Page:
Yesterdays’ newspaper, read over a bowl of porridge, contained two articles about Santa Claus.
The first was a very tongue-in-cheek thing. Apparently Santa Claus is not in good health and some of it is our fault and some of it is his. We are responsible for the weight problem by leaving out mince pies for Santa to eat as he stuffs our presents under the tree. He would, apparently, be better off eating Rudolph’s carrots and giving the mince pies to the reindeer.
His part of the health problems comes with the stress of delivering presents to everyone all over the world in one night. Maybe we could help by asking for fewer presents, or none at all.
The reindeer came in for some of the blame. Who was to know how many ticks and fleas they carried, some of which could skip from hide to beard and cause distress. Of course, if he didn’t have the reindeer at all, Santa could do a lot more running from house to house and climbing on to roofs to get to chimneys. He would be that more fitter, that more streamlined.
All of this was said by a dose of doctors who ought not to have that much time on their hands for such frivolity.
The second article was written by an atheist who felt the need to justify celebrating Christmas without the Jesus content of it. She talked of church attendance when she was young and going through all the rituals of growing up, but always feeling that it was done for her parents rather than herself. She felt that everything about Jesus didn’t make sense. Christmas for her was all about family and present giving, for trees and tinsel and something good to break up the winter darkness.
She ended her article with the sentiment that it would be nice to go outside and look up. I thought she was going to say something about looking out for a really bright star – that somewhere still deep inside was a longing for the Jesus part of Christmas to be true. Not at all – she would be looking for a glimpse of Santa’s sleigh.
Something in me mourned the apparent loss of Jesus in the Christmas celebrations. What Satan couldn’t do by sending Herod into Bethlehem to slaughter the babies, he has found a neater way by replacing Jesus with Santa – so much more appealing. Santa with his nice and naughty list doesn’t make a permanent change in anyone’s life.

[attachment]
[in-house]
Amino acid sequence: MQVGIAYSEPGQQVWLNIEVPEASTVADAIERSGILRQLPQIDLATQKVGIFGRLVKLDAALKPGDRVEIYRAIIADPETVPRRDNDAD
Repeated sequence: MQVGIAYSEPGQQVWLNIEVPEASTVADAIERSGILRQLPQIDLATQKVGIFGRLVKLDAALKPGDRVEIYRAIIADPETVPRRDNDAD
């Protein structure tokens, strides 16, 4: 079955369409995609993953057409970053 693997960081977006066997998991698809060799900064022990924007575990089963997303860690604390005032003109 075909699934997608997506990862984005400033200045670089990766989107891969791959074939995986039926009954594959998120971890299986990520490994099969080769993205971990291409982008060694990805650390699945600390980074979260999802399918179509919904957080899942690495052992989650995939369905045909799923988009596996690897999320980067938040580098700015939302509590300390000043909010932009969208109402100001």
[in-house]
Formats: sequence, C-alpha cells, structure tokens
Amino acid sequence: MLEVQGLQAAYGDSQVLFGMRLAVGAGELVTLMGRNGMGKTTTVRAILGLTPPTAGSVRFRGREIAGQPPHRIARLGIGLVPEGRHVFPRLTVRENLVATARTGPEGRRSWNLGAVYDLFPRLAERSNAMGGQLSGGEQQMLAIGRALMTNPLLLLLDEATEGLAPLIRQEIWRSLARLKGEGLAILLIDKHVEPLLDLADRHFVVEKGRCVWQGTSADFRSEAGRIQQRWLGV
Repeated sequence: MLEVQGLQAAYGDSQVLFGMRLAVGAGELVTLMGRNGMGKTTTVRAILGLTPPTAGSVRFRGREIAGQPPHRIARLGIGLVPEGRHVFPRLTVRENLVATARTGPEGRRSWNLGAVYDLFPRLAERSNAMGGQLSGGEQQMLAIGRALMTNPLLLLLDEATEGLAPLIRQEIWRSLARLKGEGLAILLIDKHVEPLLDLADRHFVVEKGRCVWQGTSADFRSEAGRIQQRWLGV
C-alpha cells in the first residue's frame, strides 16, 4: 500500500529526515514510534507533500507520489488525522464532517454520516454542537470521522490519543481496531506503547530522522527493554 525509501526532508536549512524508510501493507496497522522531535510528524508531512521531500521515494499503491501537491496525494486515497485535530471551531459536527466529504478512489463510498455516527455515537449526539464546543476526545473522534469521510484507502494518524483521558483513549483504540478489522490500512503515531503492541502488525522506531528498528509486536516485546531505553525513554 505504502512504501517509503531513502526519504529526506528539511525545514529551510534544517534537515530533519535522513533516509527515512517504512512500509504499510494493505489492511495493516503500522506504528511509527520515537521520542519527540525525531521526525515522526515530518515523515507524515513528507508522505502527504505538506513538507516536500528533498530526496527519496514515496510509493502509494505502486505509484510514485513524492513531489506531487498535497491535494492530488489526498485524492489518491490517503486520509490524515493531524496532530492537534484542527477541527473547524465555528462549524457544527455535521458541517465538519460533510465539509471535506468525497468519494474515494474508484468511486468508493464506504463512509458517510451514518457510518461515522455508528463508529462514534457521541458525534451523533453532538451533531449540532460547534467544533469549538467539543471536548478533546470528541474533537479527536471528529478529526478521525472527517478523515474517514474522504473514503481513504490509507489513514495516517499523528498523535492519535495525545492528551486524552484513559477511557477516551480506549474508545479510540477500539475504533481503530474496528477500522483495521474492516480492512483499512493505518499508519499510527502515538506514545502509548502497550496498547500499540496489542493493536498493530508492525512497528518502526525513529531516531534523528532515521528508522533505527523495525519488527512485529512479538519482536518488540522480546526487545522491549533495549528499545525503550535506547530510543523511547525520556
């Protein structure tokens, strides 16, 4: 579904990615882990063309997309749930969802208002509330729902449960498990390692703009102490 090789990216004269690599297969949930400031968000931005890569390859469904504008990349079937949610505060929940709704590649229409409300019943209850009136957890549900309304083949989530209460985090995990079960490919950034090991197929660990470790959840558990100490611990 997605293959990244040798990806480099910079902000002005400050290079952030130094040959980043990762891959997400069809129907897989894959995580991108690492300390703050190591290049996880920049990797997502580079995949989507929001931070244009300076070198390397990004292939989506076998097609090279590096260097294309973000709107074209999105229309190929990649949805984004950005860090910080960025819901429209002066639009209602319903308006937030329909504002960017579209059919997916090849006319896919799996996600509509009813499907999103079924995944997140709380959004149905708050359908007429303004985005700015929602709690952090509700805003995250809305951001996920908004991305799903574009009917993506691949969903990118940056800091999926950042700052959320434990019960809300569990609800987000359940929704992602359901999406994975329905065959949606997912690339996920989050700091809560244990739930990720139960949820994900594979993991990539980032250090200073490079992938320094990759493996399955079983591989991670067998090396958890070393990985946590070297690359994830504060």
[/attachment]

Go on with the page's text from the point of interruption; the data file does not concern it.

I confess that I have never been a fan of Santa. I see beyond the “Ho! Ho! Ho!” to a very unfair gift giver! It still rankles that good behaviour really doesn’t have a say in what goodies he leaves. It is all about how what parents can afford. I grew up in a one parent household with six children. She wasn’t irresponsible to have such a large clutch – just a good Roman Catholic and with a husband that would have looked after us all well had he not died young. It really didn’t matter how good I behaved, I was never going to get a bike. Other children grew up with both parents and the 2.4 average children. Bikes were no problem.
So, yes, Santa and I have never been on good terms. Had my family been born a little later into the pay-day loan era, who knows what kind of debt my mum might have got into to provide the bike simply to keep up with the neighbours. My Santa grudge goes deep! He is not harmless fun, not in my book.
“Santa will never topple Jesus from His throne,” said God as we sat reading poetry together over a cup of tea. “People might look at the tinsel and the trees and feel they have something to celebrate but all too soon the Easter eggs will be out in the shops. Christmas will be done and dusted and everything put away. Jesus – you can’t put Him away and move on. He insists that He walk with you through every day of the coming year.”